• Open your OS X Utilities. From your OS X Utilities menu, click Restore from Time Machine Backup. We are assuming that you had made a complete backup before installing the macOS beta on your machine.
  • Select your Time Machine backup disk
  • Select the backup you want to restore from
  • Click Continue and follow the instructions to reinstall OS X and your backed up files.

Check Your System

  • At this point, you have erased macOS Sierra and re-installed El Capitan. Restart your Mac and you should be all set to go.
  • In the case, you run into issues in starting your Mac or Macbook after the El Capitan re-install, you may have to check some of your kext settings if you hadn’t already taken care of it prior to the beta install.

 

 

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Split View http://mac.101.freemac.org/split-view/ Mon, 12 Oct 2015 23:06:44 +0000 http://mac.101.freemac.org/?p=10015

Split View in OS X El Capitan lets you fill your Mac screen with two apps, without having to manually move and resize windows.

Enter Split View

  1. Hold down the full-screen button   in the upper-left corner of a window.
  2. As you hold the button, the window shrinks and you can drag it to the left or right side of the screen.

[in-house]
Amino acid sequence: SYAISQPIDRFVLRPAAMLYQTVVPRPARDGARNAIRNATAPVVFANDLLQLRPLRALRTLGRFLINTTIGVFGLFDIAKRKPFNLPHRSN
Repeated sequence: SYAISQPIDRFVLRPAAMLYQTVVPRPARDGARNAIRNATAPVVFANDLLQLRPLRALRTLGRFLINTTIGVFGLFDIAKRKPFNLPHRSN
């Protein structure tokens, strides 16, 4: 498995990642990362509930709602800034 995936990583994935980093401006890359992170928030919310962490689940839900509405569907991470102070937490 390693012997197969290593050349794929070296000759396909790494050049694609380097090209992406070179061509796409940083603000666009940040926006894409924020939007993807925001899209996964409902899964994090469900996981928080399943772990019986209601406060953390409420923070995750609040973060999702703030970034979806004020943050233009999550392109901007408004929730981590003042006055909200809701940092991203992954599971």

3. Release the button, then click another window to begin using both windows side by side.

If you already have a window in full-screen view, you can still view it side by side with another window. Just open Mission Control, then drag a window onto the thumbnail of the full-screen app at the top of the screen.

Apps that need more screen space to enter Split View might display a message that they’re not available in full screen. You can use a higher resolution on your display to give apps more screen space. Apps that don’t support Split View at all show a zoom button   instead of a full-screen button  .

If holding down the full-screen button doesn’t enter Split View, go to Apple menu > System Preferences, click Mission Control, and make sure that “Displays have separate Spaces” is selected.

Work in Split View

In Split View, you can use both apps side by side, without the distraction of other apps.

  • Choose a window to work in by clicking anywhere in that window.
  • Show the menu bar by moving the pointer to the top of the screen.
  • Swap window positions by dragging a window to the other side.
  • Adjust window width by dragging the vertical line between the windows.
  • Switch to other apps or your desktop with Mission Control, or use a Multi-Touch gesture such as swiping left or right with four fingers on your trackpad.

Exit Split View

  1. Move the pointer to the top of the screen to show the window buttons, then click the full-screen button  .
  2. The other window remains in full-screen view. You can switch to it with Mission Control, or use a Multi-Touch gesture such as swiping left or right with four fingers on your trackpad.